Smith took a breath and continued: “Imagine setting up an Amish community to make it an active farm, if that would be possible.” He also suggested that staff “define parameters for how many people you can have there at one time and let neighbors know that, so we don’t have people parking on the shoulders [of the road].”
Commissioner Janice Anschuetz said: “This reminds me of our discussion when we decided to purchase the farm 10 years ago. Finally the page is being turned into the next chapter. The neighbors did start to object when we were going to buy it, but when they found out what we wanted to do they dropped their objection.”
“The neighbors now want to go faster than we are going,” Tetens observed. “They are pushing us.”
The board reviewed two financial reports at their June 12 meeting: A claims report, and a fund balance statement.
The claims report lists expenditures for the past month for the purpose of obtaining commission approval. The expenditures fall into two broad categories: parks and recreation facilities under the jurisdiction of WCPARC, and expenditures in the natural areas preservation program.
For parks and recreation facilities, expenses totaled $951,040.83, the bulk of which was for capital improvements at the Meri Lou Muray Recreation Center and Independence Lake Park. The NAPP expenditures totaled $143,198.92, for an overall total of $1,094,239.75. [.pdf of claims report]
Outcome: The commission unanimously approved the claims report.
Bob Tetens, parks and recreation director, reviewed the fund balance statement. He reported that revenues and expenditures, at this point 42% of the way through the fiscal year, are normal. The fiscal (calendar) year budget called for revenue of $9.469 million, and year-to-date revenue received is $6,368,909. The bulk of that revenue is from property taxes.
The budgeted expense total is $15,513,721, and year-to-date only $4,675,076 has been spent. WCPARC carries a $6.7 million operating reserve, and had a beginning fund balance on Jan. 1, 2012 of $20,421,471.
Tetens noted that revenue from fees and services – budgeted to bring in $3.01 million – is already $92,985 ahead of last year. Also, personnel and operating expenses are starting to pick up with the seasonal opening of Rolling Hills and Independence Lake parks.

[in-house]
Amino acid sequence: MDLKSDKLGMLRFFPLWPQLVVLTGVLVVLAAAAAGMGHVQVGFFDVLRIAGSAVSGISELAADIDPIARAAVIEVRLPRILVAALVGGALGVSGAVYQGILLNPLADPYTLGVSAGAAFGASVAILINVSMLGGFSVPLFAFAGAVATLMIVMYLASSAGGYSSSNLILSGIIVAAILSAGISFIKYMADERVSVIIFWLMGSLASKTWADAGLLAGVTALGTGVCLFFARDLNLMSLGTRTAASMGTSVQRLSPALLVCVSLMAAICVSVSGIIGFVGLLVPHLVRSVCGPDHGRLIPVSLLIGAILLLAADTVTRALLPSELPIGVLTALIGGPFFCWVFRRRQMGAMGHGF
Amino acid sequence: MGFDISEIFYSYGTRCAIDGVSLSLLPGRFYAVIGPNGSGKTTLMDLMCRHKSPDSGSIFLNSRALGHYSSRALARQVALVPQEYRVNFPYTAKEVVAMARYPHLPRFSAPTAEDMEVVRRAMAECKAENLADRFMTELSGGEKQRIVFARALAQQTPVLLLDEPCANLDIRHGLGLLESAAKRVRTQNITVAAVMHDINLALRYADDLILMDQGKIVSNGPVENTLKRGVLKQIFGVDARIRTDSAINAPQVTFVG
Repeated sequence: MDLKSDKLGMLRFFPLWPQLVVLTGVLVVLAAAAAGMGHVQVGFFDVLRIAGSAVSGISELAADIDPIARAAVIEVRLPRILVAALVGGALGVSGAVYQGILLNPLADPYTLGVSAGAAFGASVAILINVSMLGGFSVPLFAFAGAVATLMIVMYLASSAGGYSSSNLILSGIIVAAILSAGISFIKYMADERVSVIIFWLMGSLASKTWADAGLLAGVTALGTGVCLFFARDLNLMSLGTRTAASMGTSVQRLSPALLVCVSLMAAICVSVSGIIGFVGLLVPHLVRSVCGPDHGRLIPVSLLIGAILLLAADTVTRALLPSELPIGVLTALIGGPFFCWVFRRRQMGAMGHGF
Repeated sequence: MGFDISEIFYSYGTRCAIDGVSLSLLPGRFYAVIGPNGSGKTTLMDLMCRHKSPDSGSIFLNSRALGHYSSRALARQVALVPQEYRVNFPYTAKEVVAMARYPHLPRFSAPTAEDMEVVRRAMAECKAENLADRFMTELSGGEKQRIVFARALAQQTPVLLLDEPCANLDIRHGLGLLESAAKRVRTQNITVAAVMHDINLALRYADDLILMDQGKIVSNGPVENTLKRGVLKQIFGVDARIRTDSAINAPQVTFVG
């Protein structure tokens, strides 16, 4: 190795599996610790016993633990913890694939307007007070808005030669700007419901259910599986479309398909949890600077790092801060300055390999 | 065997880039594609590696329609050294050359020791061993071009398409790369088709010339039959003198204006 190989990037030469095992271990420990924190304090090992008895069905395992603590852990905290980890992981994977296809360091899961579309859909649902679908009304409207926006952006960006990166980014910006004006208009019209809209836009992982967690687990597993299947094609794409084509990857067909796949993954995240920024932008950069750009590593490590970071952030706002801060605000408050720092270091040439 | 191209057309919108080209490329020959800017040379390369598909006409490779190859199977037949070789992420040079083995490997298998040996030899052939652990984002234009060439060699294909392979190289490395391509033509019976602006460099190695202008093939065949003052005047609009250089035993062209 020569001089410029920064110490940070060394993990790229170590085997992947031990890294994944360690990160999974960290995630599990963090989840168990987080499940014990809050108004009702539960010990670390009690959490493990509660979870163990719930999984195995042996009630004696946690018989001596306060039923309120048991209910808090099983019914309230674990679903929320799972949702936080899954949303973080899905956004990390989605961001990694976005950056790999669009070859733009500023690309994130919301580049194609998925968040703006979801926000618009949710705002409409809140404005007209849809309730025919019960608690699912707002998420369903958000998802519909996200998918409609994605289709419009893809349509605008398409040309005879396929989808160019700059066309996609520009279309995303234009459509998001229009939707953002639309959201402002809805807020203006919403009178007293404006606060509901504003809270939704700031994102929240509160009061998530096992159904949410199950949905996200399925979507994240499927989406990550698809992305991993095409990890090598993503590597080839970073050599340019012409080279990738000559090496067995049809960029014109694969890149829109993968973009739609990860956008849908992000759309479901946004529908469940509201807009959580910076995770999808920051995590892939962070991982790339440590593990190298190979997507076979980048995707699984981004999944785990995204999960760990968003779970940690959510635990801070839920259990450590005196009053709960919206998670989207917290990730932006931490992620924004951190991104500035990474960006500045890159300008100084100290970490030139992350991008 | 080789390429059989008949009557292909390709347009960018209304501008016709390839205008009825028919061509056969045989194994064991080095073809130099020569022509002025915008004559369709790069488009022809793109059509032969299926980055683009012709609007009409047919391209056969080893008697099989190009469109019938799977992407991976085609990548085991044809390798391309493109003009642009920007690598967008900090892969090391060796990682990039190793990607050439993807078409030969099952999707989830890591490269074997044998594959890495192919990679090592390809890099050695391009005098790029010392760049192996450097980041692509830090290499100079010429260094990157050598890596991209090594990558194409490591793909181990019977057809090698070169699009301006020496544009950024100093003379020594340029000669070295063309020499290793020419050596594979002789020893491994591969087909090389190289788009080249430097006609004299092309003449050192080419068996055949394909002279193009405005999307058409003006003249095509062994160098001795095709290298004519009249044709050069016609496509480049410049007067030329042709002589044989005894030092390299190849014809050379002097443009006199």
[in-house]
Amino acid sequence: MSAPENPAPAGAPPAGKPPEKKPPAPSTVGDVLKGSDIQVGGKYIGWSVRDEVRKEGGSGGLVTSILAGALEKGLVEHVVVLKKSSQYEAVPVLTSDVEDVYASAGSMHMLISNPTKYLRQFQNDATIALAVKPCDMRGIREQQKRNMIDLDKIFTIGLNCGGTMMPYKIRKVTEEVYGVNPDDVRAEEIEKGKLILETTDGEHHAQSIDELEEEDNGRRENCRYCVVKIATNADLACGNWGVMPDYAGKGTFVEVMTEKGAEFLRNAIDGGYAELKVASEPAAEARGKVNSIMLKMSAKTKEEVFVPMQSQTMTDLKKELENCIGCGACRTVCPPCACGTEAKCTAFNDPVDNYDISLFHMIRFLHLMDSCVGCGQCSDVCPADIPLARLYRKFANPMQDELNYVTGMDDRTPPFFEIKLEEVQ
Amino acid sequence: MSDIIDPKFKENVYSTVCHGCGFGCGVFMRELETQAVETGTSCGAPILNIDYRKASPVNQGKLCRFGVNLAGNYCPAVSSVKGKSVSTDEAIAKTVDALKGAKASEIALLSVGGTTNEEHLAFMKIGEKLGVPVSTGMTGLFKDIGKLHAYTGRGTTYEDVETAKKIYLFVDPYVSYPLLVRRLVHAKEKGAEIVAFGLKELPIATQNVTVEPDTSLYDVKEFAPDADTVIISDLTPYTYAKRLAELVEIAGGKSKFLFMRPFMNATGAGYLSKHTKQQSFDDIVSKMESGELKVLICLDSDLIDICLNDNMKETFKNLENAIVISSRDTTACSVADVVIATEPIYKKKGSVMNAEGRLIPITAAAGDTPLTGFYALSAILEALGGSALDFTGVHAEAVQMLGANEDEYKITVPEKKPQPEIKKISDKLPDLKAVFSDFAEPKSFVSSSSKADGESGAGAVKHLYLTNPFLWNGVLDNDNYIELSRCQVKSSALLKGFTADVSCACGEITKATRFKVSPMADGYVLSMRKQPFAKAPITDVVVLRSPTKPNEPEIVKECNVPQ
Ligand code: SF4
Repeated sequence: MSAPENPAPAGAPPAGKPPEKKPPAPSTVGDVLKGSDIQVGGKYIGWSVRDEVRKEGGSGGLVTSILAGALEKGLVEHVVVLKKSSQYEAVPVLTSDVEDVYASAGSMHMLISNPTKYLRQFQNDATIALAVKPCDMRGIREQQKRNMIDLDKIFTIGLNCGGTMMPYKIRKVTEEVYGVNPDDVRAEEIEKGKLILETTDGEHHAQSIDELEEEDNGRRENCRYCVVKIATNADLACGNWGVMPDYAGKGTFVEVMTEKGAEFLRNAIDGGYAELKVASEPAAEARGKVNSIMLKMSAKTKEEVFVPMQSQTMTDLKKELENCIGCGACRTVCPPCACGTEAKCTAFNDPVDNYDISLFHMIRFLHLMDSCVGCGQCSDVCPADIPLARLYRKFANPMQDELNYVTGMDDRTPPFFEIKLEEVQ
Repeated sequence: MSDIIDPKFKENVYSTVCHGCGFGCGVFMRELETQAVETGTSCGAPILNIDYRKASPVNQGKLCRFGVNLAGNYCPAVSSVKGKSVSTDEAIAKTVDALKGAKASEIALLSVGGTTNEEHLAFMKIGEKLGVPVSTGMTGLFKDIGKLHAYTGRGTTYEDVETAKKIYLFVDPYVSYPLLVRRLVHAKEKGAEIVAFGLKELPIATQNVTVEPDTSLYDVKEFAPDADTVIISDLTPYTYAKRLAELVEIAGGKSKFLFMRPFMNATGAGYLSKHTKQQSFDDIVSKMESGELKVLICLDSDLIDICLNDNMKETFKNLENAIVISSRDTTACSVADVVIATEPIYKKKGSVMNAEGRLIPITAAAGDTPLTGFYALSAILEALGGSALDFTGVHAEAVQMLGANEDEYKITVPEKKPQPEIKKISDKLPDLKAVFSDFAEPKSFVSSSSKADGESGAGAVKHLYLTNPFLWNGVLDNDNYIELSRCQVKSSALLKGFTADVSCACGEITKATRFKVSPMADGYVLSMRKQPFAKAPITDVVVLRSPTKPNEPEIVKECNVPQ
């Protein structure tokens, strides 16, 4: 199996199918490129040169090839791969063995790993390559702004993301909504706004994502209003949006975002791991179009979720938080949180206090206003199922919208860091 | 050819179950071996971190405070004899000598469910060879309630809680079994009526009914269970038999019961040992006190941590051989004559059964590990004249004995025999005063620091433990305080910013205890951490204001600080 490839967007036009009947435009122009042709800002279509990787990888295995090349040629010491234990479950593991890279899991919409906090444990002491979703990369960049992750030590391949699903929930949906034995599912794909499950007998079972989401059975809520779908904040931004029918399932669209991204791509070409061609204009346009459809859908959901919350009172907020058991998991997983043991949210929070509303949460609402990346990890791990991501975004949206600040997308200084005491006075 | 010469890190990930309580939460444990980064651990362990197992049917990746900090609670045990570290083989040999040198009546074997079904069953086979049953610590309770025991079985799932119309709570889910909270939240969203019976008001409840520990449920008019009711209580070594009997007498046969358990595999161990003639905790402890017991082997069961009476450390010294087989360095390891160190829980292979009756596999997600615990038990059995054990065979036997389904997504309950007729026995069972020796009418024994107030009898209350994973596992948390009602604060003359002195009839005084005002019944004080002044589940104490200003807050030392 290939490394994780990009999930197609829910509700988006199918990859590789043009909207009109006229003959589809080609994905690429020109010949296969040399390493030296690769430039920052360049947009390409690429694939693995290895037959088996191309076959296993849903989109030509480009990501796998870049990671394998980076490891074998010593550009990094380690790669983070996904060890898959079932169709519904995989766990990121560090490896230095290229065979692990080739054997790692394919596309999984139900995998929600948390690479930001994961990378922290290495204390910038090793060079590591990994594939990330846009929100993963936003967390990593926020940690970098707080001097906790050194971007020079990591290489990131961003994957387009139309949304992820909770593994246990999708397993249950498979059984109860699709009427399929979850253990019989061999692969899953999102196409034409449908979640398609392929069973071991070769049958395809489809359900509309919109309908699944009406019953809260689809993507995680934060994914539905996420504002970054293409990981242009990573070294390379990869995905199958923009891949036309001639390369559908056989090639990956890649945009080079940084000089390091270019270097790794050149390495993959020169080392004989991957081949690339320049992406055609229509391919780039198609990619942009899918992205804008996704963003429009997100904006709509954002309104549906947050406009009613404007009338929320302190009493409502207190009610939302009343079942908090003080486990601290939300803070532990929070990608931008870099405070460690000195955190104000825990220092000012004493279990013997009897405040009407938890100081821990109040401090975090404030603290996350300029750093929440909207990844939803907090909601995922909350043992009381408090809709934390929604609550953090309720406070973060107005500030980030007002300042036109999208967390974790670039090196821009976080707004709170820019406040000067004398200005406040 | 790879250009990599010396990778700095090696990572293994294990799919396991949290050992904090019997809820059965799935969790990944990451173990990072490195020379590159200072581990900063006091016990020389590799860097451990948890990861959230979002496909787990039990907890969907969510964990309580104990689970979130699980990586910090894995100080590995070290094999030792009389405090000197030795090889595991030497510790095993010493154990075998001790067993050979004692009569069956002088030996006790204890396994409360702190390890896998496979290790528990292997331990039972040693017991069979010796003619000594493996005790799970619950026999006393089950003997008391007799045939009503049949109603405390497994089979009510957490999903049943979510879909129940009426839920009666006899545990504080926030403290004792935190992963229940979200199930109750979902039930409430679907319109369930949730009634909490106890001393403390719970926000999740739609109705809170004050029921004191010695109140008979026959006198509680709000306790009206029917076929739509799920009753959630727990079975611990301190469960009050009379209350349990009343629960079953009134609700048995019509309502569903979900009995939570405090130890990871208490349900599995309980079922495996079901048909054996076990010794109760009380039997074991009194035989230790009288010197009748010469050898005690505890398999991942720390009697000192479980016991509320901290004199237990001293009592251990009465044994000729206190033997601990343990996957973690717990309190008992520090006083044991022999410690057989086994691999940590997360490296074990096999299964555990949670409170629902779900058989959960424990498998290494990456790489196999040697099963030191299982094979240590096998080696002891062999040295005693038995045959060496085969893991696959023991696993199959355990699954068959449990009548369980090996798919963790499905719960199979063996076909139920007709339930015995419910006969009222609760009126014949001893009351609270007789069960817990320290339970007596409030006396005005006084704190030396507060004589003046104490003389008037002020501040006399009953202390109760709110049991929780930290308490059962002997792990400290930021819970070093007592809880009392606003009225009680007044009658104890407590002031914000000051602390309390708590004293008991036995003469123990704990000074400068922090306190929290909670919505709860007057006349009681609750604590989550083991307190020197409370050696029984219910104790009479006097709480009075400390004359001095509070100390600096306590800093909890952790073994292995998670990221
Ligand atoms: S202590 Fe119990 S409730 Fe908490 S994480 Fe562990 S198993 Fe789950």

There was no discussion, and commissioners had questions only about small items.
Outcome: The commission unanimously voted to approve and file the fund balance statement.
Updates on Park Projects
Bob Tetens, parks and recreation director, briefed commissioners on a wide range of projects. [.pdf of written project update] Highlights are included in this report.
A major spray-and-play project at Independence Lake Park is progressing well, Tetens reported, and the project remains on schedule. Cleanup and fencing of the recently acquired 10 additional acres is in progress.
Rolling Hills had a grand opening dedication of its new northern parkland on Sunday, May 20. Construction documents for the water park expansion are with staff for review. On May 19, the Humane Society of Huron Valley held its 33rd annual “Walk & Wag” fundraiser at Rolling Hills. Tetens said it “turned into a real festival,” with 1,152 participants raising $196,000.
Tetens and several commission members commented on what good public relations it is for WCPARC. Participants do not have to pay admittance fees, and dogs have to be on leashes, the usual rule. Participants say “if it hadn’t been for this event, I wouldn’t know this park is here,” Tetens said, adding that the Humane Society brings hundreds of volunteers. Memorial Day was the second busiest day ever at Rolling Hills, he said, praising the fine weather all spring.
At County Farm Park and the Meri Lou Murray Recreation Center, a new gateway arch over the pathway entry from Washtenaw Avenue is under construction. New information kiosks are being installed at the entrances from Platt, Medford, and Washtenaw.
A review of proposals for the Ann Arbor Skatepark is complete and Wally Hollyday Skateparks has been selected for design and construction oversight. [WCPARC has pledged $400,000 in matching funds for the $1 million project, to be located at the city of Ann Arbor's Veterans Memorial Park.]
At Sharon Mills Park in Sharon Township, a pedestrian bridge adjacent to the mill pond dam will be repaired or replaced. Parker Mill Park in Ann Arbor Township will receive a new informational kiosk near the parking lot.
Updates on Park Projects: Special Initiatives